When you’re starting up your pages, it’s great to add your friends and family, to get your numbers up. Ultimately, though, you want to attract your target ministry market. Do this by letting your families know that you’re on social sites. Add the links to your email signature and to your business cards. Put up a poster in your office. And give people an incentive to connect, by offering something of value, like a contest or discount coupon.

Remember to pay attention to your diocesan guidelines regarding your relationship with minors in a social network environment.  Every diocese offers suggestions.  Check out to see how the Diocese of St. Petersburg offers guidance in this area of Social Media.

By avoiding these social media mistakes, you’ll reach more new people, and strengthen relationships with your existing families. And those are results that you’re sure to “like.”

What is the most helpful point for you in this post?  Would love to hear your comments or click on the “like” button if this post is helpful to you!

Comments on: "What to Avoid in Social Media" (6)

  1. Thanks for sharing this Carolyn! Great tips!

  2. Cherryl Sagan said:

    Facebook can be a good conduit between what’s happening at the parish and the parish community – especially the younger crowd. My daughter set up a Facebook page a couple of years ago in preparation for our Centennial Celebrations. We held many events in anticipation of the concluding Centennial Mass on the feast of our patron, St. Gerard Majella, October 16, 2011, and they were not only posted on Facebook, but instead of commercializing these events to the community, she issued invitations to take part in the different celebrations. It worked beautifully.

  3. I have learned that, while trying the new social media, I cannot neglect the old social media such as e-mail lists, e-newsletters, and USPS. I must make sure that these older approaches have pointers to the new initiatives. And I must go from static to interactive in my approach to my program web page with Polldaddy, embedded video, etc.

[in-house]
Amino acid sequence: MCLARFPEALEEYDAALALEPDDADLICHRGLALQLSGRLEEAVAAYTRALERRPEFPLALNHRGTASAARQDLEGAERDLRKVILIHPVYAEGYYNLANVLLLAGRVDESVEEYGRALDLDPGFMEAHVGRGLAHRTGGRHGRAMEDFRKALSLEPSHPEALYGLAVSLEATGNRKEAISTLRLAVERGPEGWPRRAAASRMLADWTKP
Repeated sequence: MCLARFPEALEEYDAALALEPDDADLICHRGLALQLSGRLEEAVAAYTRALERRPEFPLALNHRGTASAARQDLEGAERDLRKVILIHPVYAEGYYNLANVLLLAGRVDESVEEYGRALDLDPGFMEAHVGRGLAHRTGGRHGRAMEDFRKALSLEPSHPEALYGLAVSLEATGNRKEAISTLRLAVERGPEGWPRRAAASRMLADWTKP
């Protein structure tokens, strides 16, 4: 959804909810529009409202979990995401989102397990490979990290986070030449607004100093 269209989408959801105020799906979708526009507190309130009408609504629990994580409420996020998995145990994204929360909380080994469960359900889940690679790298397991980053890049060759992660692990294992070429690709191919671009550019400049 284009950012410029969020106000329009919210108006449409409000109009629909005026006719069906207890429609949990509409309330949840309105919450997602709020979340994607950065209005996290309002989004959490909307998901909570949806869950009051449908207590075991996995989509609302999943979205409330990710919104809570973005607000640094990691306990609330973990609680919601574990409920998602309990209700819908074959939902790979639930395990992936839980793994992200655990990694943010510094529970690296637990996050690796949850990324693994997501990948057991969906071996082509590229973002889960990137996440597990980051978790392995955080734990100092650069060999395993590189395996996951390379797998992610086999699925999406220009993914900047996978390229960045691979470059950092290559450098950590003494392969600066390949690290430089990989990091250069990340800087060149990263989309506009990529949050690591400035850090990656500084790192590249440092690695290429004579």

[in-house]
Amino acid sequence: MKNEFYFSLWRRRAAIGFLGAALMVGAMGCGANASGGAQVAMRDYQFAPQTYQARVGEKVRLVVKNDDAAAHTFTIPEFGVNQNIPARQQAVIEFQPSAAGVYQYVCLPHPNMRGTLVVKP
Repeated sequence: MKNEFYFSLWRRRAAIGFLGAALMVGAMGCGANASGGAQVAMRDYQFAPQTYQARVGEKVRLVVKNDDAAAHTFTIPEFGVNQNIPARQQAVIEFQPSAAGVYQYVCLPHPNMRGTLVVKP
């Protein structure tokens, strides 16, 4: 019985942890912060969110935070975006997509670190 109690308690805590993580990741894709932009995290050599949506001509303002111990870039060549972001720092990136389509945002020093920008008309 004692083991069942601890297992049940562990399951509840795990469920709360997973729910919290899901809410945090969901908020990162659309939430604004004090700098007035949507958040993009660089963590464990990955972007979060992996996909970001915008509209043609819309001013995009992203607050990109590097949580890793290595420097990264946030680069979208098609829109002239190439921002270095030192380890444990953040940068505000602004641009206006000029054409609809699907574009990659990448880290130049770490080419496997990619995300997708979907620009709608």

4. Cheryl, What a wonderful example! Frank reminds us that we are now in a blended format where traditional and new media are part of our everyday lives!

  5. I definitely agree with not sounding like a commercial – no one goes onto Facebook to be advertised to. However, I don’t think “passing off the responsibility to an intern” is a bad idea. Most interns nowadays grew up with social media and know its ins and outs. They’ve learned how to write for the Internet and social media in particular. As long as they know your business, I think giving them this responsibility is a great idea.


    • Hi Bridget, I totally agree with your qualification “As long as they know your business” an intern can be a great support in the area of social media. The audience this blog is addressing is parish catechetical ministry. I also read in your blog that you have been looking for a PR internship. Have you considered approaching a church pastor and volunteering as an intern for the church? Young people with your interests and talents are needed in ministry…especially in assisting parish ministers in using social media in how they communicate in today’s Digital World.